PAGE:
So there are attempts to try and make it more popular. There are tools that are coming out which hide all that tagging. They’re not necessarily cheap, and none of them are really cheap actually, these tools. And somebody was talking about Adobe earlier. Adobe have a tool that hides some of the tagging, and can make it work with Experienced Manager. And Experience Manager is actually AML-based also.
And there are attempts to make Dita less scary. There are moves to make one called Lightweight Dita. So developers can write in Markdown, marketing people can write in Word or Experience Manager or whatever. and that there’s a way of combining that information together. There are some vendors that will wrap a piece of text around a Dita topic. So theere’s vendor that’s got a tool called Dita Glass. So that you can manage these unstructured bits in your content that way.
So where do we go? What’s happening in the future?
Well, one alternative is to use forms. And rather than get people to write in tagging, in XML give them a form to fill in. And they fill in the fields. And they write the content that way. And some of the tools for do use this: BBC news, the journalists that do that in some ways. They’re given the form. They write the heading, they write the lede, write the body of the article. They add some metadata .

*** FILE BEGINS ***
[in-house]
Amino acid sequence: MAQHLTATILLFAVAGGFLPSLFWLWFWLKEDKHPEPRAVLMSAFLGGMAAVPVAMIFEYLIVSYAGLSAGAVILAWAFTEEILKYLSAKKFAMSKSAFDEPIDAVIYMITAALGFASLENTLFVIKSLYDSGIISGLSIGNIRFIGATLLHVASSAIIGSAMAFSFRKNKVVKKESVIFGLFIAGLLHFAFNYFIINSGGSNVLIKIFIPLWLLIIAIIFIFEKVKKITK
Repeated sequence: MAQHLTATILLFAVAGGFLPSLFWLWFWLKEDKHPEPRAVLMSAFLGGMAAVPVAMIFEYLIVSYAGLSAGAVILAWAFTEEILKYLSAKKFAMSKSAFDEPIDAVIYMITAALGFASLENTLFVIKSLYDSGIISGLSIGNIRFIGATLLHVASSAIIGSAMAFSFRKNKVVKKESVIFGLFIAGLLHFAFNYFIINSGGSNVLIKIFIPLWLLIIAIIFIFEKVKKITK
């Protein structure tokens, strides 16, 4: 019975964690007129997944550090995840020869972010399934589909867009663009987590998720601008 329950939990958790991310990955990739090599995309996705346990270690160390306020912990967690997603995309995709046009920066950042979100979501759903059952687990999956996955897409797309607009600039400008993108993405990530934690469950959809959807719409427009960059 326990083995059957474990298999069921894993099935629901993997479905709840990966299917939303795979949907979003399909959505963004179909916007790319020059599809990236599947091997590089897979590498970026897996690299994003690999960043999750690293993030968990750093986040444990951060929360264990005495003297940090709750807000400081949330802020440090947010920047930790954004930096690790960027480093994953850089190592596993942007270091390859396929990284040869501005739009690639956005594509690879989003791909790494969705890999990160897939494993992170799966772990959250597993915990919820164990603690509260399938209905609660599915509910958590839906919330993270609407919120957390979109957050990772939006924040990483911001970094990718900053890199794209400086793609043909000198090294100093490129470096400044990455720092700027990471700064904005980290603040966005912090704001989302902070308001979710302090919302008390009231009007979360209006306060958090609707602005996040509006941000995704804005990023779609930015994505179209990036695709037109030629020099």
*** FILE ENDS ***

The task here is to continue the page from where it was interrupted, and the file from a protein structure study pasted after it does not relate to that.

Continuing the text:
That’s one way to go. What happens to that information that is stored? Is it just stored to be presented in one way, or is it stored in a database and wrapped up semantically, so it can be reused in different ways? So that anyone use forms for writing and generating content properly.
Another potential one is we’ve seen this rise of APIs. And APIs are used for data today. At the moment for things like content like weather reports or football scores in that way. Potentially, we can see documentation, instructional information, be stored in an a repository and then delivered. People make queries to an API, and it delivers the different topics they want. To build a document that way. And you could have personalized documents created on the fly. That’s one way that it could go.
There’s a guy called Mark Baker in Canada. He has come up with an alternative where you make the authoring environment much simpler and much looser. You basically have some certain rules for certain information types and what’s in them. But you don’t really have these rules on the order in which things are. You don’t really have documentation maps. What you basically have, is a big bucket of information. And then when somebody asks for a piece of content, it generates a page on the fly. So it’s like a database query and a page is created in that way. SPFE stands for Synthesis Presentation Formatting Encoding. It is based on metadata. Basically everything is driven by metadata.